For most of the past week, my blog has been focusing on the Golden Age of Mexican cinema, with a roster of mighty melodramas, but in the modern era directors like Alfonso Cuarón, Guillermo del Toro and Alejandro González Iñárritu have found box office success (both in Mexico and in the United States, where many of them work now) in a variety of genres, though often still tending towards the dark and thorny. None has gained quite as much fervid festival acclaim (not to mention exasperated brickbats) than Carlos Reygadas, who unlike his contemporaries has remained in Mexico to make his films, rich with religious symbolism, copious sex and an austerely formal camera style. He made his name with Japón (2001, which is on the Criterion Collection now), and followed with the divisive Battle in Heaven (2005, below), with its Bressonian approach to non-actors combined with rather more florid content than Bresson would ever have countenanced. 2007’s Silent Light is to my mind his finest picture in terms of reconciling his themes and formal style, dealing with a Mennonite community, but Post Tenebras Lux (2012) has many admirers. His most recent film (Our Time) is also his longest, and is reviewed below.
Batalla en el cielo (Battle in Heaven, 2005) [Mexico/Germany/Belgium/France, certificate 18]
I want to tell you that this strongly auteurist film is better than the lukewarm reviews would have you believe, but really that’s down to how highly you rate long, fluid Steadicam shots, or elegant gliding crane-mounted camera movements, set Godardian-like to a repeated snippet of orchestral music. There is a lot, visually, that is arresting about this film, but it’s also tied to a rather dull protagonist, Marcos (Marcos Hernández), who not unlike the central character in Bruno Dumont’s La Vie de Jésus (1997) is rather self-flagellating and self-pitying, provoking himself over the course of the film to some form of religious ecstasy/damnation as a result of his transgressions. The mix of sex and fervid religiosity certainly feels of a piece with the Mexican setting, and the intensity of feeling is similar to that in Dumont’s film, but the corporeal fixation Reygadas has on the sex between Marcos and Ana (Anapola Mushkadiz) feels rather prurient, especially given that’s how the marketing largely sells this film (albeit with some extra photoshopped hair for the international release poster).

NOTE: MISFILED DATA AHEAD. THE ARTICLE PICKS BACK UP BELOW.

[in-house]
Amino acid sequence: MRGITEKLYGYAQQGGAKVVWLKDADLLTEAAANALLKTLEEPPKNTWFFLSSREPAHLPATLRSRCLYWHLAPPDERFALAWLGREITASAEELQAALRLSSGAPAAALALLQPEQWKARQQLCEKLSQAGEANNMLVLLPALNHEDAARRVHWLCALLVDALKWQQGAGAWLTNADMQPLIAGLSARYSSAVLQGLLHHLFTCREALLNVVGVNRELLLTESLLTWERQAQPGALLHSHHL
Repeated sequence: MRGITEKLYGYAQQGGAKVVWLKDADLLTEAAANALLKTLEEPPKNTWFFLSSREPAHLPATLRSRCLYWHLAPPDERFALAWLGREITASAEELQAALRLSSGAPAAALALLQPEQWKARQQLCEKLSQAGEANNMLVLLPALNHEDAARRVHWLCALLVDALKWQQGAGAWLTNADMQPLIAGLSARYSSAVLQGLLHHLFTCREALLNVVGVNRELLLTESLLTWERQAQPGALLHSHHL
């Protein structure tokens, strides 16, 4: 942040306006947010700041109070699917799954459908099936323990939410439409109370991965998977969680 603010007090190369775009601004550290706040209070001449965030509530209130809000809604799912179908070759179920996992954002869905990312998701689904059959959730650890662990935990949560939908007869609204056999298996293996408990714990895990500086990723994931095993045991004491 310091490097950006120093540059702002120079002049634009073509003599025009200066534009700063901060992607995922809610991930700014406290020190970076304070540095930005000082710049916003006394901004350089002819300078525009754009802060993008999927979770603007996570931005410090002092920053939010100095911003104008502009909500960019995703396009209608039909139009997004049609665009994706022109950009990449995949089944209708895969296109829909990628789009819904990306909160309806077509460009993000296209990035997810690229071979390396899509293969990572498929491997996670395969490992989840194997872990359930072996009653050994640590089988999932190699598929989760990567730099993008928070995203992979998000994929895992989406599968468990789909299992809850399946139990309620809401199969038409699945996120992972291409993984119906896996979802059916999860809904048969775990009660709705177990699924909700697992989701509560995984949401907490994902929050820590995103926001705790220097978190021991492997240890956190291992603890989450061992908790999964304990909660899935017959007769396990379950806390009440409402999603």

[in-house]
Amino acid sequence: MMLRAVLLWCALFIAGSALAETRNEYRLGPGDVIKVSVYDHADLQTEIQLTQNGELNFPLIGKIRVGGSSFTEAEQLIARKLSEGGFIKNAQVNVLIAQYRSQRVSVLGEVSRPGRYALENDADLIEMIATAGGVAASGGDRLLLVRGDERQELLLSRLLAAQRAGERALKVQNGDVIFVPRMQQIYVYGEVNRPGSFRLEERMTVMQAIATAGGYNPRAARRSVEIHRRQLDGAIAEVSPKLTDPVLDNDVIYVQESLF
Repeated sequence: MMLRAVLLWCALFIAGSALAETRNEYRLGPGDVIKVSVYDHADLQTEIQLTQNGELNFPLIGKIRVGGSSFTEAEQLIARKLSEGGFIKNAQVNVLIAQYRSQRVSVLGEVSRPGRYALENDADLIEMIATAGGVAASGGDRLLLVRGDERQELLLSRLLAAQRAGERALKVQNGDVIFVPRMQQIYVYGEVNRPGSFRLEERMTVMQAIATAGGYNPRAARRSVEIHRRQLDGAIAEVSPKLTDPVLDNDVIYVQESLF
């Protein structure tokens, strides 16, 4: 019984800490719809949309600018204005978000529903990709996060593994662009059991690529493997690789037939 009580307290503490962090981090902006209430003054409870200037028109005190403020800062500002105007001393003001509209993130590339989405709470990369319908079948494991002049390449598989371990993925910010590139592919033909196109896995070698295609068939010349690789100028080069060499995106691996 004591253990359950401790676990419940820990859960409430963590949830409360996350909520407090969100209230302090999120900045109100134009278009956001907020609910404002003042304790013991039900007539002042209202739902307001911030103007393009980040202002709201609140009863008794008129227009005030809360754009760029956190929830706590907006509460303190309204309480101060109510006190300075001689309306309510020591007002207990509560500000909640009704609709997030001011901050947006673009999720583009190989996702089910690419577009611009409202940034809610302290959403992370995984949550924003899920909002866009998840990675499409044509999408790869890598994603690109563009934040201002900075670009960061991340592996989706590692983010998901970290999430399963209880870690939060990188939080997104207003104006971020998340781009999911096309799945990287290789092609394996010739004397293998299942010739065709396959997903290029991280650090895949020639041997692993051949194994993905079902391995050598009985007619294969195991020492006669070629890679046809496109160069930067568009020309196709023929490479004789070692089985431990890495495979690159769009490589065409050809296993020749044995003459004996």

Director/Writer Carlos Reygadas; Cinematographer Diego Martínez Vignatti; Starring Marcos Hernández, Anapola Mushkadiz; Length 98 minutes.
Seen at home (Mubi streaming), London, Monday 22 July 2019.
Nuestro tiempo (Our Time, 2018) [Mexico/Denmark/France/Germany/Sweden, certificate 15]
When a filmmaker casts himself as the lead character (Juan) and his wife as his character’s wife (Esther), you wonder if there’s an element of autobiography involved, but I’m willing to believe there’s not if he says that’s the case. There’s certainly, in any case, a grandiose spirit at work here — the film is, after all, three hours in length — but there are sequences and images within the film that more than justify that grandiosity, because at times it really is transportingly beautiful. Sadly the characters are not, being messy bourgeois types having an open relationship in which the terms of the openness start to become contested. However, this all resolves very slowly, and for the first hour or so (probably the best stretch of the film) it’s just a portrait of rural life, a community of people revolving around Juan’s ranch, as various family’s kids play in the water, fighting for dominance on a raft, while the older kids flirt with one another, and then we come to the great poet-cowboy himself. Juan runs a ranch and plays games with his friends, chasing down bulls with lances, so he’s living out some kind of back-to-the-land fantasy that only those with money and comfort can pull off, while Esther… I don’t know, keeps house? It’s not exactly clear, but then Esther is a bit of a cipher at times, however much Reygadas as filmmaker may try to get under the surface of things elsewhere — there’s a memorable sequence in which she’s driving a car, and the camera just cuts to more and more extreme close-ups of the engine running and the camshaft belt whirring. Thus, when the gears start turning on the main story, involving Esther and a gringo named Phil (Phil Burgers), it’s increasingly difficult to really empathise with him, as Juan gets more and more hung up on this relationship, which she never seems to feel particularly passionate about. Still, there’s a lot to love in the film, in the way it builds this creepy tension with long lingering takes, and in the gorgeous golden hour images of bulls fighting one another. It really is quite elemental at times.
Director/Writer Carlos Reygadas; Cinematographers Adrian Durazo and Diego García; Starring Carlos Reygadas, Natalia López, Phil Burgers; Length 174 minutes.
Seen at Curzon Bloomsbury, London, Saturday 13 July 2019.